In this third post, we build simple rail subsystems from the blocks and control points created before. We offer two examples, a single track with a siding and two parallel tracks with crossovers. These can, in turn, act as parts of larger systems.
This post is the third in a series of blog posts on applying Model-Based Systems Engineering (MBSE) to Railway Control Systems (RCS). We describe some preliminary results for such an approach, showing sample diagrams from several different SysML modeling tools (MagicDraw from No Magic Inc, IBM Rational Rhapsody, and Enterprise Architect from Sparx Systems). These models will be made available for download with the last post of the series, which will also show how the Intercax MBSE platform Syndeia can connect these models with Simulink (The MathWorks, Inc.) for simulation.
Simple Examples of Railway Systems
From simple elements, larger systems can be quickly assembled. The first example is a track with a section of siding. The composition is shown in a SysML block definition diagram in Figure 1, the siding including 4 Blocks, 2 ControlPoint_2Way and 2 ControlPoint_3Way. More helpful may be the internal block diagram of the track connections shown in Figure 2, where b1, b2 and b4 usages of Block form the straight-through section and b3 the siding. The cp4B and cp4C parts allow traffic to be switched off or onto the main track from either direction and cp2A and cp2B are the signal controlling traffic at either end of the Siding subsystem.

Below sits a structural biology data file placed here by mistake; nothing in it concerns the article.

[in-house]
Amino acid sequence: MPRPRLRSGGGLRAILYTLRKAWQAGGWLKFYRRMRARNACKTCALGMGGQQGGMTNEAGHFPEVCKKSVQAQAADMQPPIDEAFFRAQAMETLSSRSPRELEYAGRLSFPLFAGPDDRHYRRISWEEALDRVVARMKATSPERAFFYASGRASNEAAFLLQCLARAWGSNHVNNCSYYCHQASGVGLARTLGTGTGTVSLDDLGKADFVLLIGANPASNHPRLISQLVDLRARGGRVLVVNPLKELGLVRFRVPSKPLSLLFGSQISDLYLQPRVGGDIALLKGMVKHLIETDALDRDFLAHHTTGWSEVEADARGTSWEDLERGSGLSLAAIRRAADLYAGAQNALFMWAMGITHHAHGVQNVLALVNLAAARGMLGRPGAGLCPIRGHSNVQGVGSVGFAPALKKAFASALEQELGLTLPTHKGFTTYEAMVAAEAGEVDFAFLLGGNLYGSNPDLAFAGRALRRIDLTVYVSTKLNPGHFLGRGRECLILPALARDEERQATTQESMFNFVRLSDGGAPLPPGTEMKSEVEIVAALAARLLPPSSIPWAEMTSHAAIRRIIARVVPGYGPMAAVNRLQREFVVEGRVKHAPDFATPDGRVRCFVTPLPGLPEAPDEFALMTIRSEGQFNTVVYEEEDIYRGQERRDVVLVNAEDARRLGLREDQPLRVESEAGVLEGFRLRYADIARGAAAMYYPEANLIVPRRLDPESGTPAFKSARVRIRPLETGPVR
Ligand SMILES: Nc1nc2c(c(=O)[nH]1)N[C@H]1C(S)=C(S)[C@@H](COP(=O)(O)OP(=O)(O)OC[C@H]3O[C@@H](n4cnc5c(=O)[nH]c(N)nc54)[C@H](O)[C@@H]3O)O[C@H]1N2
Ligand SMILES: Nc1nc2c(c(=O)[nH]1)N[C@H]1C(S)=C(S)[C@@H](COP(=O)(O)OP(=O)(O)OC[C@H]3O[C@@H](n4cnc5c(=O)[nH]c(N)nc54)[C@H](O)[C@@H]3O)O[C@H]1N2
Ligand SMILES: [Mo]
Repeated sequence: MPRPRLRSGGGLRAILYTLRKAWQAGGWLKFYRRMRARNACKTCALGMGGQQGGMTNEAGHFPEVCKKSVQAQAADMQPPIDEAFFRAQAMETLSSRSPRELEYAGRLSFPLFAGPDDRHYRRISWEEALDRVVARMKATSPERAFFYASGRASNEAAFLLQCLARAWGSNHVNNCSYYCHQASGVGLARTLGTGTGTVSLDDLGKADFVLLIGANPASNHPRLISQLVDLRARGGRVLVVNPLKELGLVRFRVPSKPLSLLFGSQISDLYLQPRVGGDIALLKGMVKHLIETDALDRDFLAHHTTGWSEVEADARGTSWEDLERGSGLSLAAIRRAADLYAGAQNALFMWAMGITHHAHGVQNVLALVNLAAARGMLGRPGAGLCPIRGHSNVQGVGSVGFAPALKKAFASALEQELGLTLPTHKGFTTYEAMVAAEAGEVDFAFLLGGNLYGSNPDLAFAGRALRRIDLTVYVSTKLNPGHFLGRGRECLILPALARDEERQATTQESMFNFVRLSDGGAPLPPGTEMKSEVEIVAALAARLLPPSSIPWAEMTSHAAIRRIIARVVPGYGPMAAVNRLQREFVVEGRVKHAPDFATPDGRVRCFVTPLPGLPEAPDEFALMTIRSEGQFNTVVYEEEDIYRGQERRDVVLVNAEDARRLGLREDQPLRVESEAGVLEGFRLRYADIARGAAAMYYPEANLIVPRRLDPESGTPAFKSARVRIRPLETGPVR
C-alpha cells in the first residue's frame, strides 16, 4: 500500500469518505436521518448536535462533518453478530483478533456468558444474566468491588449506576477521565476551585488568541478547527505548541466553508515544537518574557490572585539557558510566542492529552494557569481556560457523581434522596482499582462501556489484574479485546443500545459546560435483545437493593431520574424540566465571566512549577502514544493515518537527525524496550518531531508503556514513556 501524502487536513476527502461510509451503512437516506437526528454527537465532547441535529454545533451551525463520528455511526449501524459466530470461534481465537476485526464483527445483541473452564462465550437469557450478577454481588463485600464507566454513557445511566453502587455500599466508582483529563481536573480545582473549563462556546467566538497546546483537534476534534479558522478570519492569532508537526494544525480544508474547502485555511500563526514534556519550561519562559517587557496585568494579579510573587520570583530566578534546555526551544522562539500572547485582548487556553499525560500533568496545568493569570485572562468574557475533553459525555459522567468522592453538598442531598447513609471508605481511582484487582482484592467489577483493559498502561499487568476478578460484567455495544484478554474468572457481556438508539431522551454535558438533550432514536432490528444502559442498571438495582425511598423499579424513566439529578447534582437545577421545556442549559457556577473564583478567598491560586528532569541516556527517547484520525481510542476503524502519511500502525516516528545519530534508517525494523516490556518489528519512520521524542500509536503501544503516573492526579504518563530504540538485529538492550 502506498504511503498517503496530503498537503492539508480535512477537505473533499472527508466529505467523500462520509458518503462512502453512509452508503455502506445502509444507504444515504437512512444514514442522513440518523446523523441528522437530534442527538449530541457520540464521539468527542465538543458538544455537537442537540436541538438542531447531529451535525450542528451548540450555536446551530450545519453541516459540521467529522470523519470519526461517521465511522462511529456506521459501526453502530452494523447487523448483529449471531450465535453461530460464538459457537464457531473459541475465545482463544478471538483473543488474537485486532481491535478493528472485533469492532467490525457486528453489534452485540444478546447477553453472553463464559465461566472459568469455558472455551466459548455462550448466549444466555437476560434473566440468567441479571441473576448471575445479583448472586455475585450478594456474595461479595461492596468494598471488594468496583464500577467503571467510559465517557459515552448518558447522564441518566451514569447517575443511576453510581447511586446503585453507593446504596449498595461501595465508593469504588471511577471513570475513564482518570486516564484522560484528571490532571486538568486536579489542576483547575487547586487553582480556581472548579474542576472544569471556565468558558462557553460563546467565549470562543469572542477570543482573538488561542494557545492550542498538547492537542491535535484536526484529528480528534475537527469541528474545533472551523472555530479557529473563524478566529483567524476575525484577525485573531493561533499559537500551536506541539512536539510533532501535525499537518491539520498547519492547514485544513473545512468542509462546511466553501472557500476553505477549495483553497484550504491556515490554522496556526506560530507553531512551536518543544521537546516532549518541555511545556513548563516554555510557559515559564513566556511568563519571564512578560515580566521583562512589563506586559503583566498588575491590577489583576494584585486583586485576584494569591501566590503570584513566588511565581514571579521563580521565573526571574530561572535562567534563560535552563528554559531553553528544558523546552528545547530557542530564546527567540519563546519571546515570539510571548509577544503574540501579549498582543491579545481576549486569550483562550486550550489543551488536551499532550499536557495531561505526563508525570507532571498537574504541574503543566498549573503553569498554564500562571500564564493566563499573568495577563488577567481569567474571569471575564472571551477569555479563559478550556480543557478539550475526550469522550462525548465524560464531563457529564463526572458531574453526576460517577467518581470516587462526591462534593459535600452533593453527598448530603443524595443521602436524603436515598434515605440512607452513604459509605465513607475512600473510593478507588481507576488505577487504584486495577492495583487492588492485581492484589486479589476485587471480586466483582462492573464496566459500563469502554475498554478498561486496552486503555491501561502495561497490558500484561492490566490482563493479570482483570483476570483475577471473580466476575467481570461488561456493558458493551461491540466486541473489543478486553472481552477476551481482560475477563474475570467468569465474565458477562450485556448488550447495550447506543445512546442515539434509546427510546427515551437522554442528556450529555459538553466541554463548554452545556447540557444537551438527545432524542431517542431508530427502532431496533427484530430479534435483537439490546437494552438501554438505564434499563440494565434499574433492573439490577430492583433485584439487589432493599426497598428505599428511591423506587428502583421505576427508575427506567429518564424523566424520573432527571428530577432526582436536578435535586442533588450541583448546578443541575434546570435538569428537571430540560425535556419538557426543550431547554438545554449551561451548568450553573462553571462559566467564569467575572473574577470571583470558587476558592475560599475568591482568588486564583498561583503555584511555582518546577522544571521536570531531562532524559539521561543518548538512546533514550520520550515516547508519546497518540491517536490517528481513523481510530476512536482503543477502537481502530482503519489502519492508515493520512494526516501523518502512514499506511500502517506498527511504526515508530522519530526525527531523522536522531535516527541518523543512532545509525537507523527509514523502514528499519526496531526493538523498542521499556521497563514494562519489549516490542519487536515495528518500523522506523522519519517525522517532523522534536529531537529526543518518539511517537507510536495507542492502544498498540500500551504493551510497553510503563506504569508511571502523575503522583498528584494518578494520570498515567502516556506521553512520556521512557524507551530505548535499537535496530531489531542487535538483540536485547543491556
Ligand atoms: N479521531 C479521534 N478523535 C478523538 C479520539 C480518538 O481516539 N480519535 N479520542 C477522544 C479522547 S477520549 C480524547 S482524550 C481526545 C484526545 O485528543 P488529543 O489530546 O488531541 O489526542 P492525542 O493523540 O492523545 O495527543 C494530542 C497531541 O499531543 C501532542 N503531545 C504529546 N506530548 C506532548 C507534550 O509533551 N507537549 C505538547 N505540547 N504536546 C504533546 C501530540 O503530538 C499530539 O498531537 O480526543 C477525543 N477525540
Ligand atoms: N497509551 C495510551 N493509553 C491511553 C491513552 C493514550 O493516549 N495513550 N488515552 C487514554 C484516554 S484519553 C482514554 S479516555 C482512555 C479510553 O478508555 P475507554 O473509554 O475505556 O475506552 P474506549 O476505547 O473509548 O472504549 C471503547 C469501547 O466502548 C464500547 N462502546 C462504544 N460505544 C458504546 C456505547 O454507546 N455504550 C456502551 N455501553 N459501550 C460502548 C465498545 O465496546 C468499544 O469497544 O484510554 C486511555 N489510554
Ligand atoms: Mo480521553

Figure 1 Railway Siding Example, block definition diagram showing composition (Rhapsody)
Figure 2 Railway Siding Example, internal block diagram showing track connectivity (MagicDraw)
A third diagram, another IBD, in Figure 3 shows the communication and control linkages within the subsystem from a new element of type ControlCenter. It is important to remember that all three diagrams are simply alternative views of the same model, not independent, unconnected figures. Even though they show different aspects of that model, they cannot be inconsistent because they are generated from the same source of truth.
Figure 3 Railway Siding Example, internal block diagram showing control connectivity (Enterprise Architect)
Figure 4 Parallel Tracks Example, internal block diagram showing track connectivity (Enterprise Architect)
A second subsystem example reuses many of the same system elements for two parallel tracks with two switchover points between them. In this case, we show only the track IBD in Figure 4, but the model includes the control network as well. In the same way, we can build up additional subsystem models quickly, which can themselves be used intact as parts of even larger systems.
At this point, the approach to building even larger structures is obvious, so we turn our attention to system behavior. The purpose of Computerized Traffic Control is to manage the dynamics of train movement via communications between switches, signal, sensors and an intelligent controller. In the next post, we shall show how SysML can be used to specify the sequence of messages allowing two trains to pass safely within the siding subsystem example, using interaction behaviors and sequence diagrams.